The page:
System Prompting is a very advanced yet unique extension to Few-Shot Prompting. Taking a step up from giving the model context for a solution that needs to be generated using multiple prompts, the way LLMs are trained, they can be reprogrammed to roleplay as a particular character, profession, etc., which will automatically give the LLM the vast amount of context that comes with being a professional in the field. Let us see an example of the same:

As you can see in the example, no intricate context had to be given to the model to make it understand which “Hyperparameters” we are talking about and just making the model behave like a technical content writer with expertise in AI/ML related content made it localize and choose a set of information to work from.

Chain-of-Thought Prompting

Chain-of-Thought is a prompting technique introduced in Chain-of-Thought Prompting Elicits Reasoning in Large Language Models by Wei et al. (2022). Chain-of-Thought prompting is an approach to improve the reasoning ability of the model and can be considered as yet another iteration of Few-Shot Prompting. This technique focuses on increasing the arithmetic, common sense, and symbolic thinking of tasks and going more literally. It creates a chain of thought with the model to let it remember the prior discussion and help it tackle a complex problem step-by-step.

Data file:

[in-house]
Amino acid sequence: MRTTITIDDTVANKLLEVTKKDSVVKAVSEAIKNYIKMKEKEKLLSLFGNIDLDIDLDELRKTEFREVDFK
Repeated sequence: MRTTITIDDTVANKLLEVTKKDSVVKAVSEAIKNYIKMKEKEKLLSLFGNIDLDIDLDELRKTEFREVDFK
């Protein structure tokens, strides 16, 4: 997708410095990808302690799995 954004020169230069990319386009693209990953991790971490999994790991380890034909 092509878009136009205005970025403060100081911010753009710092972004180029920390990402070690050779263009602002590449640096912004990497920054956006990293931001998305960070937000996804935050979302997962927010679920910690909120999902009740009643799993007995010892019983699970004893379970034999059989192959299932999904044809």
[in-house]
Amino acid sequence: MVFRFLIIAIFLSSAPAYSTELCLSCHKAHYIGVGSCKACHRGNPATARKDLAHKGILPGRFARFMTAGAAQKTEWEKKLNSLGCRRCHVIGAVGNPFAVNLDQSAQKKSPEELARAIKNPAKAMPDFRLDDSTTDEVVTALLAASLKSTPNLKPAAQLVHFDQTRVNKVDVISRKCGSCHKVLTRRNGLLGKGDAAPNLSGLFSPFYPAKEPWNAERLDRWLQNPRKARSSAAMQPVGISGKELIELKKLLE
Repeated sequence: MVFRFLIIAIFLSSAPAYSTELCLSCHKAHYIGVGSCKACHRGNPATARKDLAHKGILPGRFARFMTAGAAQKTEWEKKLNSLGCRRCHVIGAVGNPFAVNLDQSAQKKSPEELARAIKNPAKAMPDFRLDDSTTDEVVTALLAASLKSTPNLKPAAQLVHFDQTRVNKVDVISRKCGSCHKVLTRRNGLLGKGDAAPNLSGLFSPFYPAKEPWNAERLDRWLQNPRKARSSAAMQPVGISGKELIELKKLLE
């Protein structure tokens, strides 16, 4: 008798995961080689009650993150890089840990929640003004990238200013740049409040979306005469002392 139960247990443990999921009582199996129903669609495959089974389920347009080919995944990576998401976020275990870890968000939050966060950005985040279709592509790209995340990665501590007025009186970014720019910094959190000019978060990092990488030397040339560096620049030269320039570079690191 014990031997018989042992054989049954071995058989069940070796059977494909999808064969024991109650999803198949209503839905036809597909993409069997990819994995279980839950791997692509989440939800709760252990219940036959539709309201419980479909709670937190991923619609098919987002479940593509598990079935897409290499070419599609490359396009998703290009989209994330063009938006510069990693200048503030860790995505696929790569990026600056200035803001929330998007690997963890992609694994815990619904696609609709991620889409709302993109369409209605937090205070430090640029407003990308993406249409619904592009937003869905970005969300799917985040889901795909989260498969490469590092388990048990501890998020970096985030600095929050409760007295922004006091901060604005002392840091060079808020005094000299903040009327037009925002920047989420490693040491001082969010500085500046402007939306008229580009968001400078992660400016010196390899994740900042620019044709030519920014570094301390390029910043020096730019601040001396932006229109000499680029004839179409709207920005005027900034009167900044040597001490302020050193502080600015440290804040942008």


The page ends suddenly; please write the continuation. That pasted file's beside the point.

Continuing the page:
Fig. Brainstorming Process

Fig. Building upon the Prompt

Fig. Using the Brainstorming and Built Up Thought to answer a third related question

Tree-of-Thought Prompting

Chain-of-Thought has been noted to do wonders where we are dealing with simple prompts that, although complex, require significantly less evaluation and expansion for the arrival of a good solution, however in a setting where possibilities for a good answer are numerous and a certain level of ranking is requested by the user taking every aspect of the prompt in mind, Tree-of-Thought is the ideal choice. Introduced by Yao et al. (2023) in Tree of Thoughts: Deliberate Problem Solving with Large Language Models.